WASHINGTON — As the U.S. continues to deal with a labor shortage, it’s a problem that has grown even more severe for the home care industry since the pandemic.
What You Need To Know
- Home care worker shortage growing because of the aging population
- Advocates say Medicare, Medicaid reimbursements are inadequate, workers are overworked and underpaid
- President Biden wanted to include $400 billion as part of his infrastructure plan, but some Republicans were against it
- Senate Democrats announced an agreement on a $3.5 trillion budget plan, expected to include money for home care
Every day 10,000 baby boomers in the U.S. turn 65 years old. The growing demand for home care far outweighs supply, causing some seniors to wait months for care.
“For almost 20 years as a care worker, I’ve taken on care in a very personal way,” said June Barrett, a home care worker based in Miami, Fla.
When Barrett began working as a caregiver, she describes feeling an instant connection with her client.
“In this woman, there was a reflection of my own grandmother who did not get the care she deserved,” Barrett, an immigrant from Jamaica, said.
Caregivers like Barrett have been difficult to find, as the industry is facing a major shortage. Barrett said there’s a reason for that.
“It has not been easy, I have experienced wage theft, sexual harassment, all the disrespect,” she said.
Barrett joined hundreds of other home care workers on Wednesday in the nation’s capital to call on lawmakers to invest in their industry. The “Care Can’t Wait” day of action was organized by the Service Employees International Union, National Domestic Workers Alliance.
"For too long, caregivers — who are disproportionately women, and women of color, and immigrants — have been unseen, underpaid, and undervalued,” President Joe Biden said while announcing his infrastructure proposal in Pittsburgh on March 31.
The White House initially proposed Congress invest $400 billion as part of its infrastructure proposal. That plan would help more adequately fund long-term care services through Medicaid and allow workers to unionize.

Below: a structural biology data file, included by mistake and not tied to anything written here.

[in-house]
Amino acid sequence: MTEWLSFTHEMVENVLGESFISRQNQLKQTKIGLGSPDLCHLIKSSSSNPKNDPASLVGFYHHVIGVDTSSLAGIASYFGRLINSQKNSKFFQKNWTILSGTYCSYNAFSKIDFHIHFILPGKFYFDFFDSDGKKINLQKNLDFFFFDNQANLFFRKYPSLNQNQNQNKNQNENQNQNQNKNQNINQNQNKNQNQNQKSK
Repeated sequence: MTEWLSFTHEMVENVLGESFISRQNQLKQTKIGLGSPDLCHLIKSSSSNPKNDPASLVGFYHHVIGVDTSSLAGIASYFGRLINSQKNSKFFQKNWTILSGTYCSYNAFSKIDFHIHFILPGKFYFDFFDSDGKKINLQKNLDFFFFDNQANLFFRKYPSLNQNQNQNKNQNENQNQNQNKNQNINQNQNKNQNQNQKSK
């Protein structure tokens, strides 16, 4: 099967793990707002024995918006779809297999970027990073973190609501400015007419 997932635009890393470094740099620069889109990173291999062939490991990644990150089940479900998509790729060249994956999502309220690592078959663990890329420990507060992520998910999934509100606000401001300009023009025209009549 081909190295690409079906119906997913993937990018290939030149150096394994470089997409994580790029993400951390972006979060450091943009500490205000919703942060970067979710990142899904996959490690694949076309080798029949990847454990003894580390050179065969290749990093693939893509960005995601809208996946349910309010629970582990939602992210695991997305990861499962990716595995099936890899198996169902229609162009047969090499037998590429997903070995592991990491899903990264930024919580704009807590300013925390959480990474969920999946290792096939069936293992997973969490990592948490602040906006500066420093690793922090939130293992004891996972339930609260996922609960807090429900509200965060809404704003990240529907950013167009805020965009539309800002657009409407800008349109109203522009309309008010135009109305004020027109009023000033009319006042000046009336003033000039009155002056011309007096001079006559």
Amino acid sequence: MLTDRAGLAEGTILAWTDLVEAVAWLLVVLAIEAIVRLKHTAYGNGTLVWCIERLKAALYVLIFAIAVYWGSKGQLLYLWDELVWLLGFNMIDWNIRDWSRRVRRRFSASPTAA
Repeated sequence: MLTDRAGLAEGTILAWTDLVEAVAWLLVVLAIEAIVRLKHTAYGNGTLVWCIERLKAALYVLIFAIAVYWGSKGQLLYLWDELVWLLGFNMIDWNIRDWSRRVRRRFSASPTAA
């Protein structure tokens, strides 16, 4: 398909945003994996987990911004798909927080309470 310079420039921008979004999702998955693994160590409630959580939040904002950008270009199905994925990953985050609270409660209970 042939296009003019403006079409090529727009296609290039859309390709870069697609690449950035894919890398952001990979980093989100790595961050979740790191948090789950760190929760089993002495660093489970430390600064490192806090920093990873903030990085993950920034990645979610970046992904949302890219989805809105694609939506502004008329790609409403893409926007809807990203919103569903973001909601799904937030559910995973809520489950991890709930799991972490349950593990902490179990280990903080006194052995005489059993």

Some Republicans were opposed to the plan, saying home care doesn’t qualify as traditional infrastructure like roads and bridges. Ultimately, Democratic leaders excluded the funding from the deal the White House struck at the end of June with a bipartisan group of senators.
On Tuesday evening, Senate Democrats announced an agreement on a $3.5 trillion budget plan. Few details have been provided but it is expected to include investments in home care.
Recently, Sen. Tim Kaine, D-Virginia, re-introduced legislation to authorize over $1 billion in supporting the home care workforce and family care givers. It is unclear if that bill has enough support to move forward.
Sen. Rick Scott, R-Florida, has not taken a stance on this bill or any of the home care-related proposals.
"As governor of Florida, Senator Scott made a series of reforms to the Medicaid program to help provide more Home and Community Based Services (HCBS) services and benefits for Medicaid enrollees,” said Sarah Schwirian, a spokeswoman for Scott.
"As Congress continues to look at ways to support our nation’s caregiving network, Senator Scott will keep working with his colleagues to ensure care is available to those who need it,” she said.
“The biggest issue is there are not enough people in the pipeline to meet the needs today, much less when that baby boomer population keeps going up and up and up,” said Bobby Lolley, the executive director of Home Care Association of Florida.
Lolley said the federal government and key states with large senior populations must make some major changes.
“We are going to have to get more people at all skill levels, we have to have something that is going to bring these people in,” Lolley explained.
Part of the problem advocates say are Medicaid reimbursement rates are inadequate to cover the cost of care.
“We do need to increase Medicaid funding that will include enough to pay a livable wage, and we also need to provide career paths, train people well and give them opportunities for growth,” said Katie Smith Sloan, CEO of Leading Age, which represents nonprofit aging services providers.
“We are saying, if we value our professional care workers we need to pay them a living wage. This will reduce turnover, and by reducing turnover you’re also increasing quality. You don’t have to be constantly training people, but you’re also able to consistently assign staff to clients, so that they are able to develop those kinds of very meaningful relationships,” she added.
Although it is still unclear what exactly Congress will do to support home care workers and recipients, momentum for change is growing.
“We are creating a movement of change for the folks coming behind us, because I tell you something, Care is essential,” Barrett said.